In the chemical war, arsine had been removed by a dry process using a gas mask filled with activated carbon. By taking advantage of adsorption ability of activated carbon, various attempts have been made to improve the performance of activated carbon by incorporating various materials into activated carbon by absorption. For example, U.S. Pat. No. 4,532,115 discloses adsorbing agents for removing arsine or phosphine which comprises activated carbon as a carrier having incorporated therein a copper compound, an alkali metal compound, an alkaline earth metal compound, and at least one compound of Al, Ti, V, Cr, Mn, Fe, Co, Ni, Zn, Cd and Pb. Although these adsorbing agents are advantageous in that they can be used in a completely dry state and that they are strong owing to the use of activated carbon as a carrier, their capability of removing arsine, etc. is relatively low. Moreover, since these adsorbing agents generate heat upon contact with air after adsorption of arsine, etc., involving a risk that the activated carbon may ignite depending on conditions, they are limited in conditions for industrial use.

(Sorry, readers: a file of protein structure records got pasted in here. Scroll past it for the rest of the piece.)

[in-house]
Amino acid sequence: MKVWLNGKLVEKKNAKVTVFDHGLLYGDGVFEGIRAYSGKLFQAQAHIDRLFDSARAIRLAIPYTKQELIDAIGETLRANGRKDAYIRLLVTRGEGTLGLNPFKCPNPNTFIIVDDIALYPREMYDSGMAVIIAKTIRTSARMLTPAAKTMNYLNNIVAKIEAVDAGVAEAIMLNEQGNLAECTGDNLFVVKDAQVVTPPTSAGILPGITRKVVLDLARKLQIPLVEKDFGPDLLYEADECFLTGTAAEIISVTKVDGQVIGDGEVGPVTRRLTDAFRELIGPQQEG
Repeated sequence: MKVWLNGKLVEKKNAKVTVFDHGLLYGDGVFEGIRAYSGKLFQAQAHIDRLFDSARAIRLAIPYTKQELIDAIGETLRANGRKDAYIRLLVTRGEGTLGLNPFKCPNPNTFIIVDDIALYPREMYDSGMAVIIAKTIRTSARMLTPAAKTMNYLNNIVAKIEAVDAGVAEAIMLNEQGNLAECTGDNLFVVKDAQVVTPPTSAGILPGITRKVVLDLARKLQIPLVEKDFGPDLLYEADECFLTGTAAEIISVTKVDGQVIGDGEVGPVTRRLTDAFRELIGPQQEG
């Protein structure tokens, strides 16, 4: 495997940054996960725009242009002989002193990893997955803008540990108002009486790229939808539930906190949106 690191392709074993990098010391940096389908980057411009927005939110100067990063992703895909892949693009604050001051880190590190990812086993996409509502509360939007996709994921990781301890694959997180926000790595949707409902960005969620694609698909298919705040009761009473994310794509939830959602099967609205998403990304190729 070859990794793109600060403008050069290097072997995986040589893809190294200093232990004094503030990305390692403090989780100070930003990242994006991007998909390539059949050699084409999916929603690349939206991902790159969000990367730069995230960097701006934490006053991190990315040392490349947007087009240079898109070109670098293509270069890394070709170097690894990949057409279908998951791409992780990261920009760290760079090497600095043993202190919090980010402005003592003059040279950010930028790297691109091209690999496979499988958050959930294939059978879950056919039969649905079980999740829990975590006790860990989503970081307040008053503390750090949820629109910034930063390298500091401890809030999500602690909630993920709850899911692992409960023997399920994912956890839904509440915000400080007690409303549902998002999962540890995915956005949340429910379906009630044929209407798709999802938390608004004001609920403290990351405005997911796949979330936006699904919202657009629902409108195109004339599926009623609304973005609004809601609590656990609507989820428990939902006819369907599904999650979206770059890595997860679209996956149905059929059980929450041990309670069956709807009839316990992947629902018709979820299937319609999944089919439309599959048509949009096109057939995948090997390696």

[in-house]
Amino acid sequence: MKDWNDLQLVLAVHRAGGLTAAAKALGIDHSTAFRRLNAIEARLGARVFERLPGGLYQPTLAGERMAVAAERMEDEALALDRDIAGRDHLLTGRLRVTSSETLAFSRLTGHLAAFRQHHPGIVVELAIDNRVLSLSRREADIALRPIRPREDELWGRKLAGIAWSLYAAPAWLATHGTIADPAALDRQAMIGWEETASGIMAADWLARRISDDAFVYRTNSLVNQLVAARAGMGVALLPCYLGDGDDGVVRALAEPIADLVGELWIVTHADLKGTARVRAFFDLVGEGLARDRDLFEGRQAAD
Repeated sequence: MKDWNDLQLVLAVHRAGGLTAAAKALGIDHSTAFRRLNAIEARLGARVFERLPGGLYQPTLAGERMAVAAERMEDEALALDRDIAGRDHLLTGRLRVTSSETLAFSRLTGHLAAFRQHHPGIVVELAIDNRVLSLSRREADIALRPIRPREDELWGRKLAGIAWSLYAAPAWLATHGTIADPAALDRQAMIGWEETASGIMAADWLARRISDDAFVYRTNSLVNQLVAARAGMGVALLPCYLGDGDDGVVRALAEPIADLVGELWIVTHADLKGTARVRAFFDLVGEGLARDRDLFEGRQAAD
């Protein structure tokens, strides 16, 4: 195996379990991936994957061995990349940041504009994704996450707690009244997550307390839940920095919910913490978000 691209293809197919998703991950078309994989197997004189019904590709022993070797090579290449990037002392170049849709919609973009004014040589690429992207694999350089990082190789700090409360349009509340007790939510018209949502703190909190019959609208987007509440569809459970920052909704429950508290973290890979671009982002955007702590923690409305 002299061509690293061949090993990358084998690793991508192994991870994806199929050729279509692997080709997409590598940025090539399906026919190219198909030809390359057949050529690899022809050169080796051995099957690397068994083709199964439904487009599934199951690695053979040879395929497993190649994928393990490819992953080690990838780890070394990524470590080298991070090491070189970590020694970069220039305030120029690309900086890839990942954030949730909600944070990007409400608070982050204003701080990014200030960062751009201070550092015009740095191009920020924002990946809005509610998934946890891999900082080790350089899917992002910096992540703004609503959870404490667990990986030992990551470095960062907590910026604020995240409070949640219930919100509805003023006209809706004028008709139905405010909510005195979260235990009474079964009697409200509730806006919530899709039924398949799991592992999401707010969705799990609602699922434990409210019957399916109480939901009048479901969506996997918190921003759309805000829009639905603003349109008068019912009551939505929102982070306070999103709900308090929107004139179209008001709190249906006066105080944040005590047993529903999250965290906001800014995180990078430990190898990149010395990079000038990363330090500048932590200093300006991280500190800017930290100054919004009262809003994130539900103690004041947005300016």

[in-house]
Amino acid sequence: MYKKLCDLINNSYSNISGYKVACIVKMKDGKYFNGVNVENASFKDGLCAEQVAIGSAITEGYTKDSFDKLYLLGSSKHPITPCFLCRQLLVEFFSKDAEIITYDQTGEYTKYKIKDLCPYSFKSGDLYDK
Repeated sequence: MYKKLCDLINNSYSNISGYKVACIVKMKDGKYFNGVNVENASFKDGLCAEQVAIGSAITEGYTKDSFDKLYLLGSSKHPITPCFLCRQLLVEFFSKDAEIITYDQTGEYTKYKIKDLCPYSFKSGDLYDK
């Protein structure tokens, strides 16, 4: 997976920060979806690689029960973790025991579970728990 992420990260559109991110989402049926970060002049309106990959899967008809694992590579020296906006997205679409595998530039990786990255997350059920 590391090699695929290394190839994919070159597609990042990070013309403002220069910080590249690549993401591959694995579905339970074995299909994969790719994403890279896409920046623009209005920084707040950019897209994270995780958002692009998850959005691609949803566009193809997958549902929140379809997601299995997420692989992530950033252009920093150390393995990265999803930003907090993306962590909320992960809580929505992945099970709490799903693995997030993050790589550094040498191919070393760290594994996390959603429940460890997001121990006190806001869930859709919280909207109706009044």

In order to eliminate the disadvantages associated with the above-described conventional techniques, the inventors previously proposed a method for cleaning an exhaust gas comprising contacting the exhaust gas with a molded cleaning agent composed of (1) cupric oxide and (2) at least one metal oxide selected from the group consisting of silicon oxide, aluminum oxide and zinc oxide, as disclosed in EPC 0194366 (corresponding to Japanese Patent Application (OPI) No. 209030/86 and U.S. Pat. No. 4,743,435).

The above-mentioned cleaning agent has an advantage of a markedly higher cleaning capacity, i.e., a maximum volume of a toxic component which can be removed per unit weight or unit volume (hereinafter referred to as saturated cleaning capacity), as compared with the conventional cleaning agents.